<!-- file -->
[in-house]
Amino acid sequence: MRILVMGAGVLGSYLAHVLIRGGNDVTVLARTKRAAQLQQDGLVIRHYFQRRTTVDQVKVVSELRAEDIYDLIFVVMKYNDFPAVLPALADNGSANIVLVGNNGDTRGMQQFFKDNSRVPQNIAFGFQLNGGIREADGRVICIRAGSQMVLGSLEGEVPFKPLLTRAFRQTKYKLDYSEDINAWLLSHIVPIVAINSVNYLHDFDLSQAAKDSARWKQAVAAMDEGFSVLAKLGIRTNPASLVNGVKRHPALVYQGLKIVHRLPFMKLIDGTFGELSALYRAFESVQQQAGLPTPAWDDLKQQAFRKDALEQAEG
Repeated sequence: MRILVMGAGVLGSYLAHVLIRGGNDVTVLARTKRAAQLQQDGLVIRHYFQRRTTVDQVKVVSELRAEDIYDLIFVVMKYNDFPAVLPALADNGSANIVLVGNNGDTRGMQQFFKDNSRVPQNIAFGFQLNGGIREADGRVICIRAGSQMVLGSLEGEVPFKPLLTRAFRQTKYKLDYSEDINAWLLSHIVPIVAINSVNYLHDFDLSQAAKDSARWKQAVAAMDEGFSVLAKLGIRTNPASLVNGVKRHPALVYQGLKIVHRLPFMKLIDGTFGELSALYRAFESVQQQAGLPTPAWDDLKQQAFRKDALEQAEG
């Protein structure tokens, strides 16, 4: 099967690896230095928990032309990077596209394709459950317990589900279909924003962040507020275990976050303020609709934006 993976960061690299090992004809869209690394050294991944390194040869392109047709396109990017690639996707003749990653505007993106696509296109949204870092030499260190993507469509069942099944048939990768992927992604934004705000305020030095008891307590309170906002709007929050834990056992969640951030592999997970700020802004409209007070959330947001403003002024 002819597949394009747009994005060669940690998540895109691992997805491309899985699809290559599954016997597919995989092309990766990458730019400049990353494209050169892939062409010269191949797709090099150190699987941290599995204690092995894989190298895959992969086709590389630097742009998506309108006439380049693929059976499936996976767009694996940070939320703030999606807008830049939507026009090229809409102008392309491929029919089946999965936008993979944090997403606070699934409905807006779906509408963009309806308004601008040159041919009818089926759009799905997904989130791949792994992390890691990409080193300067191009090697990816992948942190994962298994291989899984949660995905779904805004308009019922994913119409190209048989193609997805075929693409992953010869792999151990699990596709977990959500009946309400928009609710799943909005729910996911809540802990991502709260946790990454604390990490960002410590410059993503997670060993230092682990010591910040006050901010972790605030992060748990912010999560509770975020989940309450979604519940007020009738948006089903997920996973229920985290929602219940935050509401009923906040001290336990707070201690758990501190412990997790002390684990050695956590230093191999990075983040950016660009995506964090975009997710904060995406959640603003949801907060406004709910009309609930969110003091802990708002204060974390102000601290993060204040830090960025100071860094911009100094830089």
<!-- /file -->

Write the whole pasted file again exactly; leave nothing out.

[in-house]
Amino acid sequence: MRILVMGAGVLGSYLAHVLIRGGNDVTVLARTKRAAQLQQDGLVIRHYFQRRTTVDQVKVVSELRAEDIYDLIFVVMKYNDFPAVLPALADNGSANIVLVGNNGDTRGMQQFFKDNSRVPQNIAFGFQLNGGIREADGRVICIRAGSQMVLGSLEGEVPFKPLLTRAFRQTKYKLDYSEDINAWLLSHIVPIVAINSVNYLHDFDLSQAAKDSARWKQAVAAMDEGFSVLAKLGIRTNPASLVNGVKRHPALVYQGLKIVHRLPFMKLIDGTFGELSALYRAFESVQQQAGLPTPAWDDLKQQAFRKDALEQAEG
Repeated sequence: MRILVMGAGVLGSYLAHVLIRGGNDVTVLARTKRAAQLQQDGLVIRHYFQRRTTVDQVKVVSELRAEDIYDLIFVVMKYNDFPAVLPALADNGSANIVLVGNNGDTRGMQQFFKDNSRVPQNIAFGFQLNGGIREADGRVICIRAGSQMVLGSLEGEVPFKPLLTRAFRQTKYKLDYSEDINAWLLSHIVPIVAINSVNYLHDFDLSQAAKDSARWKQAVAAMDEGFSVLAKLGIRTNPASLVNGVKRHPALVYQGLKIVHRLPFMKLIDGTFGELSALYRAFESVQQQAGLPTPAWDDLKQQAFRKDALEQAEG
């Protein structure tokens, strides 16, 4: 099967690896230095928990032309990077596209394709459950317990589900279909924003962040507020275990976050303020609709934006 993976960061690299090992004809869209690394050294991944390194040869392109047709396109990017690639996707003749990653505007993106696509296109949204870092030499260190993507469509069942099944048939990768992927992604934004705000305020030095008891307590309170906002709007929050834990056992969640951030592999997970700020802004409209007070959330947001403003002024 002819597949394009747009994005060669940690998540895109691992997805491309899985699809290559599954016997597919995989092309990766990458730019400049990353494209050169892939062409010269191949797709090099150190699987941290599995204690092995894989190298895959992969086709590389630097742009998506309108006439380049693929059976499936996976767009694996940070939320703030999606807008830049939507026009090229809409102008392309491929029919089946999965936008993979944090997403606070699934409905807006779906509408963009309806308004601008040159041919009818089926759009799905997904989130791949792994992390890691990409080193300067191009090697990816992948942190994962298994291989899984949660995905779904805004308009019922994913119409190209048989193609997805075929693409992953010869792999151990699990596709977990959500009946309400928009609710799943909005729910996911809540802990991502709260946790990454604390990490960002410590410059993503997670060993230092682990010591910040006050901010972790605030992060748990912010999560509770975020989940309450979604519940007020009738948006089903997920996973229920985290929602219940935050509401009923906040001290336990707070201690758990501190412990997790002390684990050695956590230093191999990075983040950016660009995506964090975009997710904060995406959640603003949801907060406004709910009309609930969110003091802990708002204060974390102000601290993060204040830090960025100071860094911009100094830089």